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Affordable Care Act 1 Year Anniversary: What LVNs can Expect

Can you believe that it’s been one year since the Affordable Care Act was signed? (Actually, between lay-offs, gas prices, tsunamis and declarations of war, it seems quite a bit longer!) While the federal court is split on the constitutionality of this reform, the pending issues will greatly impact the work load and future of LVNs on the job. Those who are in an Vocational Nursing program may wish to look into how this possible monumental change in health care will affect their future career choices.

On Nurse.com, there is an interesting break down of points that are being considered. Here are a few that are particularly informative or controversial.

1) “A requirement for new insurance plans to cover certain preventive services, such as mammograms and some vaccinations, without charging deductibles, co-pays or other fees. Medicare patients can receive these services, as well as an annual wellness visit, at no cost.” I think prevention is key in a lot of circumstances. As Benjamin Franklin famously said, “An ounce of prevention is worth a pound of cure.”

2) “Programs to increase the number of primary care doctors, nurses and physician assistants. The programs offer more scholarships and forgive student loans in areas with a shortage of primary care clinicians. Another program will pay more to medical professionals who practice in rural, underserved areas. Funding also will boost federally qualified health centers and National Health Service Corps programs to increase access to care in rural and urban communities.”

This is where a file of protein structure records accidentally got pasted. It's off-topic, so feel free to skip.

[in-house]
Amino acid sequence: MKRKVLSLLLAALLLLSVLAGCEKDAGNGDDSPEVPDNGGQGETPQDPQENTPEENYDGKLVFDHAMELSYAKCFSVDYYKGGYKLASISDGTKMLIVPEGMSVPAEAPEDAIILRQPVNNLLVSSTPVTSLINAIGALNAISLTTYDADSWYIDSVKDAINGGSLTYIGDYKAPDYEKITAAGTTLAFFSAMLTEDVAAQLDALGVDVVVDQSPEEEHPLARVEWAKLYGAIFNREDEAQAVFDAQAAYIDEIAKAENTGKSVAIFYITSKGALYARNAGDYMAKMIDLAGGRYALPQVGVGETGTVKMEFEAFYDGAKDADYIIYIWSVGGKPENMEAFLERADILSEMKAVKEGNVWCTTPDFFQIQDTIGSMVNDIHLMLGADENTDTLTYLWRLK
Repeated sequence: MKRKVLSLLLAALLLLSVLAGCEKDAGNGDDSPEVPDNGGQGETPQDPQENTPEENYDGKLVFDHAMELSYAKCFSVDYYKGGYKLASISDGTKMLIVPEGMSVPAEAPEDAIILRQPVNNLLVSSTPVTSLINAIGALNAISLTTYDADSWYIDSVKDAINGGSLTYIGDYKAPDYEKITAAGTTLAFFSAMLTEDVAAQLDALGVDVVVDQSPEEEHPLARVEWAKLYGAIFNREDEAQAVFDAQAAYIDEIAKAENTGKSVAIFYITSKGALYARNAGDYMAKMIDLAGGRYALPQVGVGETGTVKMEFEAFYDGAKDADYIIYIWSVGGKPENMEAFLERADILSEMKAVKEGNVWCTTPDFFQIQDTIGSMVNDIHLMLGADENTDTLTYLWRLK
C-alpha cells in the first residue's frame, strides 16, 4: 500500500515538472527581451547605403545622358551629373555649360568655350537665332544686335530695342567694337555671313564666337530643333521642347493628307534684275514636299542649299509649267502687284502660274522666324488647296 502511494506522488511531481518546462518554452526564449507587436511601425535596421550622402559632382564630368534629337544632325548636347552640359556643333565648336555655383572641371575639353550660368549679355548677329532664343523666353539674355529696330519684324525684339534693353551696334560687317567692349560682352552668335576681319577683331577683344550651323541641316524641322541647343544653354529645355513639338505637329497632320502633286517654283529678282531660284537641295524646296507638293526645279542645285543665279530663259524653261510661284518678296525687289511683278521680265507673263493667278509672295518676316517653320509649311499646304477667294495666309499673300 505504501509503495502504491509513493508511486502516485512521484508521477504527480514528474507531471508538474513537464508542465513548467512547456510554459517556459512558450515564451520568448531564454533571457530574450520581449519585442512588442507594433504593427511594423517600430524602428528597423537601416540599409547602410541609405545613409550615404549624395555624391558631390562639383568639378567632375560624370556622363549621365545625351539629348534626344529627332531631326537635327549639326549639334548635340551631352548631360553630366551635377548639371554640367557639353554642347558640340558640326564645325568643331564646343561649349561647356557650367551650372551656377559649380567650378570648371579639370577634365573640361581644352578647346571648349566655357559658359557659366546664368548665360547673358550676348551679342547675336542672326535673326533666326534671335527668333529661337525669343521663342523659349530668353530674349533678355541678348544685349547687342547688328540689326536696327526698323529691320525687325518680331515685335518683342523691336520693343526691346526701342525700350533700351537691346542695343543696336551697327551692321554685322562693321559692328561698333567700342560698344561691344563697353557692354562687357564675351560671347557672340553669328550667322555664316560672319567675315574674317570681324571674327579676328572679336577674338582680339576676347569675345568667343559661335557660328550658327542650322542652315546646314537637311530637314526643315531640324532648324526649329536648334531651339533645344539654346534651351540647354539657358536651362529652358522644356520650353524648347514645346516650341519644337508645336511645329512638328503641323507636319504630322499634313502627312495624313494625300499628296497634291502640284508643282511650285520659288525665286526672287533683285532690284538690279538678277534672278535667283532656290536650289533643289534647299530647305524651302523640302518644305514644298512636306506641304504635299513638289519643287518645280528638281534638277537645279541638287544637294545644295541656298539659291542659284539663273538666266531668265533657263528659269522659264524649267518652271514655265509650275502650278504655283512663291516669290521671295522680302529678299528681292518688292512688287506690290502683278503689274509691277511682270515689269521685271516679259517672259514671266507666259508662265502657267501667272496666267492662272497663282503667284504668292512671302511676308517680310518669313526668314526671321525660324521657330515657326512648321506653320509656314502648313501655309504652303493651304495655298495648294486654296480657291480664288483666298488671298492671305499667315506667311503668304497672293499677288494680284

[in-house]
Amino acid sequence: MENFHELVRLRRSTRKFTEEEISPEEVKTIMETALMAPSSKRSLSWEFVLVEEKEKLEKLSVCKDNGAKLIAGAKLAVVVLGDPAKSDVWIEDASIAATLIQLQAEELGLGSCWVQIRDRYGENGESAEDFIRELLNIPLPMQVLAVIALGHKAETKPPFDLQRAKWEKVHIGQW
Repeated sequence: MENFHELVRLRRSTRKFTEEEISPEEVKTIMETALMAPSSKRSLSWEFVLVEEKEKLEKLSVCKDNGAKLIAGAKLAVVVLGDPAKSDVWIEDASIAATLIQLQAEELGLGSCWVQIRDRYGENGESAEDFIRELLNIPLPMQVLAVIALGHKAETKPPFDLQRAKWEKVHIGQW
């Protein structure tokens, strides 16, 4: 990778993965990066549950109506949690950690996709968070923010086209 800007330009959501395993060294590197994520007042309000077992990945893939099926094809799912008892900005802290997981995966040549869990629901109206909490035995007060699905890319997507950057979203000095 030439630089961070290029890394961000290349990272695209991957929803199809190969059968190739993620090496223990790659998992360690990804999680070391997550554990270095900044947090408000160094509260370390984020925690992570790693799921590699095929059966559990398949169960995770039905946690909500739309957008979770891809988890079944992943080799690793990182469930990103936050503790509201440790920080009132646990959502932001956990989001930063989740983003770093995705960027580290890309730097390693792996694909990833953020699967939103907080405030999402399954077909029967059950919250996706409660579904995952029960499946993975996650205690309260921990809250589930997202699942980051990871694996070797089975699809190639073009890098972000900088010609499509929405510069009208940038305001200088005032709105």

I think this is great on paper, but with the state and federal budgets saturated in massive debt, I don’t see this as a possibility. It’s no secret that our country is short on medical professionals, but where is the money going to come from for scholarships and debt forgiveness? If my taxes get any higher and my house value gets any lower, I may have to live on Top Ramen.

3) “Another Medicare-related program, the Community Care Transitions Program, to help patients avoid returning to the hospital by connecting them with services such as health coaches.” Seriously? I admit it, I’m a cynic. But I also think people need to take responsibility for their own health. Why should my tax dollars pay for someone to babysit a patient who chooses to eat poorly, not exercise or who doesn’t take their medication?

There are other issues, but I should stop before my blood pressure gets any higher. With government wanting to provide more health services, LVNs in the San Francisco Bay Area are going to be in higher demand. For better or for worse, the health care battle rages on.

To read the complete article referenced in this post, you can visit